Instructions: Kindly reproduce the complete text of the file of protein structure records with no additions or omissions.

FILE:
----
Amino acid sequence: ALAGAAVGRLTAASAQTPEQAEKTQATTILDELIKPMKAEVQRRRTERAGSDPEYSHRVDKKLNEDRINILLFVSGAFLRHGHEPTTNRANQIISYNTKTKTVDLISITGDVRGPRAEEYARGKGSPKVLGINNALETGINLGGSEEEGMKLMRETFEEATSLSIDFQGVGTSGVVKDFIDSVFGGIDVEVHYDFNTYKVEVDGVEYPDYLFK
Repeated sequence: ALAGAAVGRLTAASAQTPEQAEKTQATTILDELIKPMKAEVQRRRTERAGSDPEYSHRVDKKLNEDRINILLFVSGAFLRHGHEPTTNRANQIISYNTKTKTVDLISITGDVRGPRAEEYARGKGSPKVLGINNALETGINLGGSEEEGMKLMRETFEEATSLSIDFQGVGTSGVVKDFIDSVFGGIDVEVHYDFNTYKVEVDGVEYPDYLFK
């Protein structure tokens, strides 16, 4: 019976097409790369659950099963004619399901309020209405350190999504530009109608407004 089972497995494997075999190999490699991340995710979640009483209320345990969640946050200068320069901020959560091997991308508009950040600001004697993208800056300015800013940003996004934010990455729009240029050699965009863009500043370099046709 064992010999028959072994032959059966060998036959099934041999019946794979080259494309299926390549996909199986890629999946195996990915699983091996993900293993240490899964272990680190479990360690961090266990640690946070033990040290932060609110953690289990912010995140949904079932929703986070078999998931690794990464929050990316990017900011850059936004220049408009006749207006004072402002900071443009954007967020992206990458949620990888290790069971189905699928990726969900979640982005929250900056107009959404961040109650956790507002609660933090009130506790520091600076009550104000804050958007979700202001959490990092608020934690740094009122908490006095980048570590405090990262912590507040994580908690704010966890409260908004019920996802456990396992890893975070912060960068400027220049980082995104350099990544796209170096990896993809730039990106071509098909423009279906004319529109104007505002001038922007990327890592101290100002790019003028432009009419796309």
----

Amino acid sequence: ALAGAAVGRLTAASAQTPEQAEKTQATTILDELIKPMKAEVQRRRTERAGSDPEYSHRVDKKLNEDRINILLFVSGAFLRHGHEPTTNRANQIISYNTKTKTVDLISITGDVRGPRAEEYARGKGSPKVLGINNALETGINLGGSEEEGMKLMRETFEEATSLSIDFQGVGTSGVVKDFIDSVFGGIDVEVHYDFNTYKVEVDGVEYPDYLFK
Repeated sequence: ALAGAAVGRLTAASAQTPEQAEKTQATTILDELIKPMKAEVQRRRTERAGSDPEYSHRVDKKLNEDRINILLFVSGAFLRHGHEPTTNRANQIISYNTKTKTVDLISITGDVRGPRAEEYARGKGSPKVLGINNALETGINLGGSEEEGMKLMRETFEEATSLSIDFQGVGTSGVVKDFIDSVFGGIDVEVHYDFNTYKVEVDGVEYPDYLFK
């Protein structure tokens, strides 16, 4: 019976097409790369659950099963004619399901309020209405350190999504530009109608407004 089972497995494997075999190999490699991340995710979640009483209320345990969640946050200068320069901020959560091997991308508009950040600001004697993208800056300015800013940003996004934010990455729009240029050699965009863009500043370099046709 064992010999028959072994032959059966060998036959099934041999019946794979080259494309299926390549996909199986890629999946195996990915699983091996993900293993240490899964272990680190479990360690961090266990640690946070033990040290932060609110953690289990912010995140949904079932929703986070078999998931690794990464929050990316990017900011850059936004220049408009006749207006004072402002900071443009954007967020992206990458949620990888290790069971189905699928990726969900979640982005929250900056107009959404961040109650956790507002609660933090009130506790520091600076009550104000804050958007979700202001959490990092608020934690740094009122908490006095980048570590405090990262912590507040994580908690704010966890409260908004019920996802456990396992890893975070912060960068400027220049980082995104350099990544796209170096990896993809730039990106071509098909423009279906004319529109104007505002001038922007990327890592101290100002790019003028432009009419796309």